Study of plant molecules could make food more nutritious for animals, better for planet
A University of North Texas College of Science professor has moved researchers across the globe closer to understanding how to make condensed tannins in forage crops such as alfalfa, not only making food more nutritious for animals, but potentially improving food supply and limiting global warming.
Tannins are biomolecules that bind to proteins in the human and animal diet. This binding slows the rate of protein degradation in ruminant animals like cattle, sheep and goats, resulting in reduced methane emissions. Tannins are abundant in coffee, tea and wine, where they affect flavor and provide human health benefits, giving the research far-reaching applications.
A recent paper in Science Advances discusses the progress Richard Dixon, associate director of the BioDiscovery Institute at UNT, and his team have made in their work to understand how plants make condensed tannins. Their goal is to engineer condensed tannins to make alfalfa more nutritious and less likely to cause bloat in livestock.
"This paper may be the final step in understanding an incredibly complicated process," Dixon said.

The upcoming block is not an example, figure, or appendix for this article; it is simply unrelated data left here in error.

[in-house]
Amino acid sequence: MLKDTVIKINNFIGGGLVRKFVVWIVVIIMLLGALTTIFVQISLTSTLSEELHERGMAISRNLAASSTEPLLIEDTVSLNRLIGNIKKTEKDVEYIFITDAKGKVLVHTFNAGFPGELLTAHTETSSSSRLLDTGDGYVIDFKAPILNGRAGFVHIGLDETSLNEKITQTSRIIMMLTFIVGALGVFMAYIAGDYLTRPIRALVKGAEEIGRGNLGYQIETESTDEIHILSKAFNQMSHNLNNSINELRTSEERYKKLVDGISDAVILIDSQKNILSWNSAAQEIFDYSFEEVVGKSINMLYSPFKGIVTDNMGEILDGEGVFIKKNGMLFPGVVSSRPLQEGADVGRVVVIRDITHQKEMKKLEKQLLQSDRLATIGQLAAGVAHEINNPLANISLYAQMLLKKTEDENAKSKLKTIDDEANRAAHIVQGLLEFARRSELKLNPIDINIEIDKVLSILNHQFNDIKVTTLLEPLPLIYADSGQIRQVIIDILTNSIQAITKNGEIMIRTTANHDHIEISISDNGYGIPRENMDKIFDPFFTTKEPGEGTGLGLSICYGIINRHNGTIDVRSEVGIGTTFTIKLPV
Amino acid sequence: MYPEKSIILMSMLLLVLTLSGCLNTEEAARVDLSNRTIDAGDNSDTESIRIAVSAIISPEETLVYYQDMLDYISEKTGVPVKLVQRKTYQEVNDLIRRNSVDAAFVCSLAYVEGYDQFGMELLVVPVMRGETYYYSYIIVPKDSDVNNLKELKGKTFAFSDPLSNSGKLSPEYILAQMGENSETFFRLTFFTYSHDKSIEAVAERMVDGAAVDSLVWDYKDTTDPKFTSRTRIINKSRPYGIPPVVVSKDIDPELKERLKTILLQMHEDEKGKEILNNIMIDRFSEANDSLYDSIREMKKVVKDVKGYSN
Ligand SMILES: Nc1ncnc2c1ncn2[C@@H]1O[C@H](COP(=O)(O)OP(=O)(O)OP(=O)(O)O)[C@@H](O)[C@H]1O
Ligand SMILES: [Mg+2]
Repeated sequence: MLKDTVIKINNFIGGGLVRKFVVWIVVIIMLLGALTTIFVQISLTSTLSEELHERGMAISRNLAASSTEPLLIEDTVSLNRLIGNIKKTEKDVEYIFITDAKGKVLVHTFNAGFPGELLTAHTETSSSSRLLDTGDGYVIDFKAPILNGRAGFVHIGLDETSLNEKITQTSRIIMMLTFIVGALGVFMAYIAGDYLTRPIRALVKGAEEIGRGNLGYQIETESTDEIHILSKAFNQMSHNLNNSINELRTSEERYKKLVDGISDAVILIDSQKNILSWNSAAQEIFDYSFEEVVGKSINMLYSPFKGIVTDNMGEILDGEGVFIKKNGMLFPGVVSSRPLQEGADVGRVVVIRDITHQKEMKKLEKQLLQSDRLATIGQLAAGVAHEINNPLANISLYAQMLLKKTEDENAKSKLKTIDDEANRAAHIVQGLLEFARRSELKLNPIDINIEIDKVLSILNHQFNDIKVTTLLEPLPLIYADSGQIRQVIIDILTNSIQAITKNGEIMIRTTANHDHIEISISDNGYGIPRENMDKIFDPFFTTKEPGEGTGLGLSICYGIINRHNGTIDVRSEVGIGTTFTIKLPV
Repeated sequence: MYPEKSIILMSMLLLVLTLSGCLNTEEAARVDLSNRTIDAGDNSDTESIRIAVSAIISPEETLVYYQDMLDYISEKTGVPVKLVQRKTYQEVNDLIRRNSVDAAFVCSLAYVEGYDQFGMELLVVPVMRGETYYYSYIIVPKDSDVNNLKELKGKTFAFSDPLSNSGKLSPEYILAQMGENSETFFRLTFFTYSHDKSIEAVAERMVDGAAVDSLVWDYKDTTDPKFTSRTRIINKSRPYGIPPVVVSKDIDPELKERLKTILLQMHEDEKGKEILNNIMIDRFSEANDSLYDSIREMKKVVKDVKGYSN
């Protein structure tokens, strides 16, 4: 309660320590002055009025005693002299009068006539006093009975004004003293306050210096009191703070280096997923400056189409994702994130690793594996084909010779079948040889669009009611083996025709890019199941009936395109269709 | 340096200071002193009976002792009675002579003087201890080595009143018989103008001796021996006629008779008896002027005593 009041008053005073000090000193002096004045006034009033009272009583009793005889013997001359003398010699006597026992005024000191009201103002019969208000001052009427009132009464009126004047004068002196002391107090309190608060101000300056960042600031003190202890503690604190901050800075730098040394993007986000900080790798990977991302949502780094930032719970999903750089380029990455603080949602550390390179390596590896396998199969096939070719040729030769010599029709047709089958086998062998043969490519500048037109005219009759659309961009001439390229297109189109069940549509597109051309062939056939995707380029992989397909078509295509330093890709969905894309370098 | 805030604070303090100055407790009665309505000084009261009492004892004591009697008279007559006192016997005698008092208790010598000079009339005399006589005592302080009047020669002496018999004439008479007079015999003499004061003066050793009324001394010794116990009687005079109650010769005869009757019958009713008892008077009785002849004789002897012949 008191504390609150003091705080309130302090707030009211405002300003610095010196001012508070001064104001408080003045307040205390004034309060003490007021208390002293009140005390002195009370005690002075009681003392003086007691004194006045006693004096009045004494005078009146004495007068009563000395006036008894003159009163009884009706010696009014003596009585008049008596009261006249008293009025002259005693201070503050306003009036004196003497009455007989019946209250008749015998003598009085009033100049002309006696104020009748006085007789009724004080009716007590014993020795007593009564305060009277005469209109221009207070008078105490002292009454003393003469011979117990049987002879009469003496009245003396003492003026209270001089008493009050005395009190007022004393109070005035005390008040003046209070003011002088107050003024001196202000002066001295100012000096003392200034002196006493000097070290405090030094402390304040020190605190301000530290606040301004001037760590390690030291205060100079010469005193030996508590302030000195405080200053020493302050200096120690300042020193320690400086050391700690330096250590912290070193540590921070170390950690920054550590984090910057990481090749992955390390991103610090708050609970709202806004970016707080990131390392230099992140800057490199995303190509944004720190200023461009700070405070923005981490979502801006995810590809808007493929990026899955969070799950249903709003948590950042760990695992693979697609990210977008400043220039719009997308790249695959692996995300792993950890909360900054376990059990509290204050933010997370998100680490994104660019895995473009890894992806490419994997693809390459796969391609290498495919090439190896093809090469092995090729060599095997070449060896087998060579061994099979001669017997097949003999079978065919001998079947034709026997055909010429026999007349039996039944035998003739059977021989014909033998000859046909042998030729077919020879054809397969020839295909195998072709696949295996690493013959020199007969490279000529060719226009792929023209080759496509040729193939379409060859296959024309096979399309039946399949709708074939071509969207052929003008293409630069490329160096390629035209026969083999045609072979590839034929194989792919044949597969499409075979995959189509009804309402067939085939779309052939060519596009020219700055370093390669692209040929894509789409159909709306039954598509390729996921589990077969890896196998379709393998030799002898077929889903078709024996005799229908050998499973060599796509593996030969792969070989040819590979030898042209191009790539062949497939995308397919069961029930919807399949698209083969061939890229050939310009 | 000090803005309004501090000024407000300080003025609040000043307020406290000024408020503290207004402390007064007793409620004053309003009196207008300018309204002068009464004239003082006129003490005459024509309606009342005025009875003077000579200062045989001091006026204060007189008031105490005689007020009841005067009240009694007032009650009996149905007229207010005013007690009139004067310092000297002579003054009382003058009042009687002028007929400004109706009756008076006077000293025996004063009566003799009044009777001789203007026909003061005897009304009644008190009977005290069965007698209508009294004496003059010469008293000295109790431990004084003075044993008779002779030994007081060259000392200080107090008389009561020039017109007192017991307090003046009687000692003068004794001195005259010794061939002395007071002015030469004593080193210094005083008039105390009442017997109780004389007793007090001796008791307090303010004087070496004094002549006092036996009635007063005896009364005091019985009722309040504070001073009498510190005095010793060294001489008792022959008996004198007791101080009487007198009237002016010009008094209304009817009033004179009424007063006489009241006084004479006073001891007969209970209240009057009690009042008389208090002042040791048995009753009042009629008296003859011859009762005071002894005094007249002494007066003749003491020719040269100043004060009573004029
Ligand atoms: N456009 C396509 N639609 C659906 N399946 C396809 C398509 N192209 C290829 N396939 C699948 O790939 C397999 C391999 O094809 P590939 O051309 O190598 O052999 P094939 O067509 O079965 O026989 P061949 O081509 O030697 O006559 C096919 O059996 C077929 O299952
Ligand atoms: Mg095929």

He said the research could not only affect food supply for animals and humans who eat the animals, but also potentially have environmental effects on greenhouse gases.
"The negative contributions of agriculture to climate change through methane release from cattle are huge," Dixon said. "Developing forage crops that would result in less methane production is really important, if we're to carry on eating beef going into the future. An understanding of tannins can make the wine better and the steak more sustainable."
Dixon has worked on the synthesis of tannins for several years, pushing the field toward a more complete understanding of how the molecules are made within plants. UNT researchers Ji Hyung Jun and Nan Lu, co-authors on his most recent paper, are looking to expand on the research with other crops.
They are currently working with Dixon to increase tannins in soybeans and introduce them into corn, where tannins are not naturally found. Corn is proving more difficult, as it is not clear what is missing to allow tannin formation. The research could lead to breakthroughs in issues facing many food types.
"Beans are a staple crop in many developing countries," Dixon said. "The tannins in the seed coats of beans may be detrimental as they can bind iron, causing iron deficiency in people for whom these crops are a main component of the diet. From our perspective, the more we know about how to make tannins, and how to not make tannins, the more applications we can find."
Dixon said he is looking forward to seeing what future researchers do with the research he started. In many cases, his past breakthroughs have shown that the ways in which these complex molecules are formed are much more nuanced than anyone initially believed.